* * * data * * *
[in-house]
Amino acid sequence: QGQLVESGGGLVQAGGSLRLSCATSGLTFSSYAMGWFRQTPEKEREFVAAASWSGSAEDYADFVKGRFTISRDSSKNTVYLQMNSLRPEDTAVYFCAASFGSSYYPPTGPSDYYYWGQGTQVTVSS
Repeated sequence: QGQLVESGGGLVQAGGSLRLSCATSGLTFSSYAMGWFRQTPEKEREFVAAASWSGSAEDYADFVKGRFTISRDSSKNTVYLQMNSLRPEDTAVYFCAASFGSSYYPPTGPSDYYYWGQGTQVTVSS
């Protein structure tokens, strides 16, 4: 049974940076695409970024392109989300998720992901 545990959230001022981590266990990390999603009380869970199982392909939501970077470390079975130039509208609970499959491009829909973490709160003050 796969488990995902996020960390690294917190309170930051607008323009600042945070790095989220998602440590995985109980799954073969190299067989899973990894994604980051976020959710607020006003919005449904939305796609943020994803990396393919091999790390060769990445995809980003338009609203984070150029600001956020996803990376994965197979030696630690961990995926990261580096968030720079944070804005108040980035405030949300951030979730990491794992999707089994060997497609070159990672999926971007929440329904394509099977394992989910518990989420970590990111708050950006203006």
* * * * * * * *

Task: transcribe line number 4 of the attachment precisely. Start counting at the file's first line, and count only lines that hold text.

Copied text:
């Protein structure tokens, strides 16, 4: 049974940076695409970024392109989300998720992901 545990959230001022981590266990990390999603009380869970199982392909939501970077470390079975130039509208609970499959491009829909973490709160003050 796969488990995902996020960390690294917190309170930051607008323009600042945070790095989220998602440590995985109980799954073969190299067989899973990894994604980051976020959710607020006003919005449904939305796609943020994803990396393919091999790390060769990445995809980003338009609203984070150029600001956020996803990376994965197979030696630690961990995926990261580096968030720079944070804005108040980035405030949300951030979730990491794992999707089994060997497609070159990672999926971007929440329904394509099977394992989910518990989420970590990111708050950006203006």